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bremsstrahlung(German; “braking radiation”)

Electromagnetic radiation produced by a sudden slowing down or deflection of charged particles, especially electrons, passing through matter in the vicinity of the strong electric fields of atomic nuclei. It occurs as cosmic rays pass through the Earth's atmosphere and accounts for continuous X-ray spectra.

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Light produced by charged particles when they pass through an optically transparent medium at speeds greater than the speed of light in that medium. For example, when electrons from a nuclear reactor travel through shielding water, they do so at a speed greater than that of light through water and they displace some electrons from the atoms in their path. This causes emission of electromagnetic radiation that appears as a weak bluish-white glow. The phenomenon is named for Pavel A. Cherenkov (1904–1990), who discovered it; he shared a 1958 Nobel Prize with Igor Y. Tamm (1895–1971) and Ilya M. Frank (1908–1990), who interpreted the effect.

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Radiation, as in physics, is energy in the form of waves or moving subatomic particles emitted by an atom or other body as it changes from a higher energy state to a lower energy state. Radiation can be classified as ionizing or non-ionizing radiation, depending on its effect on atomic matter. The most common use of the word "radiation" refers to ionizing radiation. Ionizing radiation has enough energy to ionize atoms or molecules while non-ionizing radiation does not. Radioactive material is a physical material that emits ionizing radiation.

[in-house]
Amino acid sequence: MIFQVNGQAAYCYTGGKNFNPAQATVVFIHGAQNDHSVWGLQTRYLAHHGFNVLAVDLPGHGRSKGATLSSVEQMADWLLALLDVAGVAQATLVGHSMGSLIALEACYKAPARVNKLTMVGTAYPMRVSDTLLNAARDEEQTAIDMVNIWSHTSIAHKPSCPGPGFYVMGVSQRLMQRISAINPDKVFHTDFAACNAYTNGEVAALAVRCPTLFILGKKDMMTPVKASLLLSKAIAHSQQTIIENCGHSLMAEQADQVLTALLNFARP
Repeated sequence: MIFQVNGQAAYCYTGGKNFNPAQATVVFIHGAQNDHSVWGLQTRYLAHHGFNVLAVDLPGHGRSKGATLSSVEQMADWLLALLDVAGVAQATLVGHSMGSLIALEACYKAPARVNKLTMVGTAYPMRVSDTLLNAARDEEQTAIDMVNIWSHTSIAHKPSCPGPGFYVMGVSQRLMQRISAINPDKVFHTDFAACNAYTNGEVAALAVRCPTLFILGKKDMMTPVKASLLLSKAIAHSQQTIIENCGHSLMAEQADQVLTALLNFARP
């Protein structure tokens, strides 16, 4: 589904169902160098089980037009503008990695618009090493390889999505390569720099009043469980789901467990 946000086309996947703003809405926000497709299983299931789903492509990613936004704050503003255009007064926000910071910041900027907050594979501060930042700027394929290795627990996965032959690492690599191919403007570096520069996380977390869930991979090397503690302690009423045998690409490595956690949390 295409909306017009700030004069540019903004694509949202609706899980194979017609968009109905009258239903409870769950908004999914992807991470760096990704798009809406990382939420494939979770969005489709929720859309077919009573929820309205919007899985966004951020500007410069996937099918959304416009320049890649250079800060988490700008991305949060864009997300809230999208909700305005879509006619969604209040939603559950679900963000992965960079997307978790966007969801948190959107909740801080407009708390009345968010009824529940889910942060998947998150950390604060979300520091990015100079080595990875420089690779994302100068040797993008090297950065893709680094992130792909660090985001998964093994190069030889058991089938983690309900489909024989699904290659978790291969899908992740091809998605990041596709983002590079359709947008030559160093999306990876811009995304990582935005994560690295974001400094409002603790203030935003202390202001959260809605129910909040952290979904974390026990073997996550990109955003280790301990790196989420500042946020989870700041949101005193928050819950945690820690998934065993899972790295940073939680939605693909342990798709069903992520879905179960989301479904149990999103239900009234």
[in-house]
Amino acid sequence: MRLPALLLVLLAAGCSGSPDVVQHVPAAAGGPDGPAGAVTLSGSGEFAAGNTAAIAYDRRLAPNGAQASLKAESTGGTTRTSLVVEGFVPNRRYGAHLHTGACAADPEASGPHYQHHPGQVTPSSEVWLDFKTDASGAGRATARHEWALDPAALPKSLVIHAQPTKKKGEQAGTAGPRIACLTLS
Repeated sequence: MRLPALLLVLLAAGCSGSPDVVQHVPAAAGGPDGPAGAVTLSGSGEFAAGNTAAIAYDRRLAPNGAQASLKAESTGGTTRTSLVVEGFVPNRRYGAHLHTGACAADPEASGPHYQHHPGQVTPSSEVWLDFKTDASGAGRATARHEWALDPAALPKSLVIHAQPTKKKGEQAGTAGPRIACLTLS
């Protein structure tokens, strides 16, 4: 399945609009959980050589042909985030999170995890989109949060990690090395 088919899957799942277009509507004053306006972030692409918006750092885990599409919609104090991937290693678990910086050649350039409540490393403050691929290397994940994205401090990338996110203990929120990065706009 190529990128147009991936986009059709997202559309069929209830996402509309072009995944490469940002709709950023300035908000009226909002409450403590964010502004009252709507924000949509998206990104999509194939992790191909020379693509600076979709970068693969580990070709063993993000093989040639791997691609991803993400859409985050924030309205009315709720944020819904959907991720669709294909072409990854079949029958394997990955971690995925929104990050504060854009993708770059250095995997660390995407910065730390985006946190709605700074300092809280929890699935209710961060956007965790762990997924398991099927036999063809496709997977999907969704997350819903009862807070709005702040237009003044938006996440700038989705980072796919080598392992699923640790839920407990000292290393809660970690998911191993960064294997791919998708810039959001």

Types of Radiation

There are three principal types of ionizing radiation: alpha, beta and gamma radiation. They are all emitted from the nucleus of an unstable atom. Less commonly encountered are spontaneous nuclear fission, positron emission, and neutron emission. Electron capture results in the spontaneous emission of an X-ray. Certain isotopes of radium have a decay mode where they emit an entire 12C6 nucleus.

Discovery

Wilhelm Röntgen is credited with the discovery of X-Rays. When experimenting with various isotopes of tritium, he noticed a drastic change in photonic emissions when measuring electrical charges in a vacuum. When he took pictures of the tritium, he found that the state of one solid piece would deteriorate quickly. Henri Becquerel found that uranium salts caused fogging of an unexposed photographic plate, and Marie Curie discovered that only certain elements gave off these rays of energy. She named this behaviour radioactivity.

In December of 1899, Marie Curie and Pierre Curie discovered radium in pitchblende. This new element was two million times more radioactive than uranium, as described by Marie.

See also